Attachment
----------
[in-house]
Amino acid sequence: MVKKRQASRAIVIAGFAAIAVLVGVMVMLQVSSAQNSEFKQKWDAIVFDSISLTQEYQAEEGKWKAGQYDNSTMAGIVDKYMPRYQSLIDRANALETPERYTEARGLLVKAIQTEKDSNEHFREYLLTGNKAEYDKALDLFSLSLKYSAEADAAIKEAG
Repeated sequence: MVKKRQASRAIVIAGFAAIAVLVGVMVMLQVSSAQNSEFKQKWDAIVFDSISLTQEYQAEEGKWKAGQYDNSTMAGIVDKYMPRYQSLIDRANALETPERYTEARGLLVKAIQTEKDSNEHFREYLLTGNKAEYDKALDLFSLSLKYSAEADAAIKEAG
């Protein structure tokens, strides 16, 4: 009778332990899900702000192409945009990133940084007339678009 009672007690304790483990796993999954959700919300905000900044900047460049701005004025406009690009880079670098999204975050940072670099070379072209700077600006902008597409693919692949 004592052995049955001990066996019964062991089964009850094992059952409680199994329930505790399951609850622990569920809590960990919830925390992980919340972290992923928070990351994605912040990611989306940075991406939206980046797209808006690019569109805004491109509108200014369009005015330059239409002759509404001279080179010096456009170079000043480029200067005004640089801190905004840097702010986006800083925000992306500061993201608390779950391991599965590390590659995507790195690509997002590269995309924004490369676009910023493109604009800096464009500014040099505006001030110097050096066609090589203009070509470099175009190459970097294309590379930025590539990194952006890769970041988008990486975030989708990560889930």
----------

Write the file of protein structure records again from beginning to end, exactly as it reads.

[in-house]
Amino acid sequence: MVKKRQASRAIVIAGFAAIAVLVGVMVMLQVSSAQNSEFKQKWDAIVFDSISLTQEYQAEEGKWKAGQYDNSTMAGIVDKYMPRYQSLIDRANALETPERYTEARGLLVKAIQTEKDSNEHFREYLLTGNKAEYDKALDLFSLSLKYSAEADAAIKEAG
Repeated sequence: MVKKRQASRAIVIAGFAAIAVLVGVMVMLQVSSAQNSEFKQKWDAIVFDSISLTQEYQAEEGKWKAGQYDNSTMAGIVDKYMPRYQSLIDRANALETPERYTEARGLLVKAIQTEKDSNEHFREYLLTGNKAEYDKALDLFSLSLKYSAEADAAIKEAG
């Protein structure tokens, strides 16, 4: 009778332990899900702000192409945009990133940084007339678009 009672007690304790483990796993999954959700919300905000900044900047460049701005004025406009690009880079670098999204975050940072670099070379072209700077600006902008597409693919692949 004592052995049955001990066996019964062991089964009850094992059952409680199994329930505790399951609850622990569920809590960990919830925390992980919340972290992923928070990351994605912040990611989306940075991406939206980046797209808006690019569109805004491109509108200014369009005015330059239409002759509404001279080179010096456009170079000043480029200067005004640089801190905004840097702010986006800083925000992306500061993201608390779950391991599965590390590659995507790195690509997002590269995309924004490369676009910023493109604009800096464009500014040099505006001030110097050096066609090589203009070509470099175009190459970097294309590379930025590539990194952006890769970041988008990486975030989708990560889930």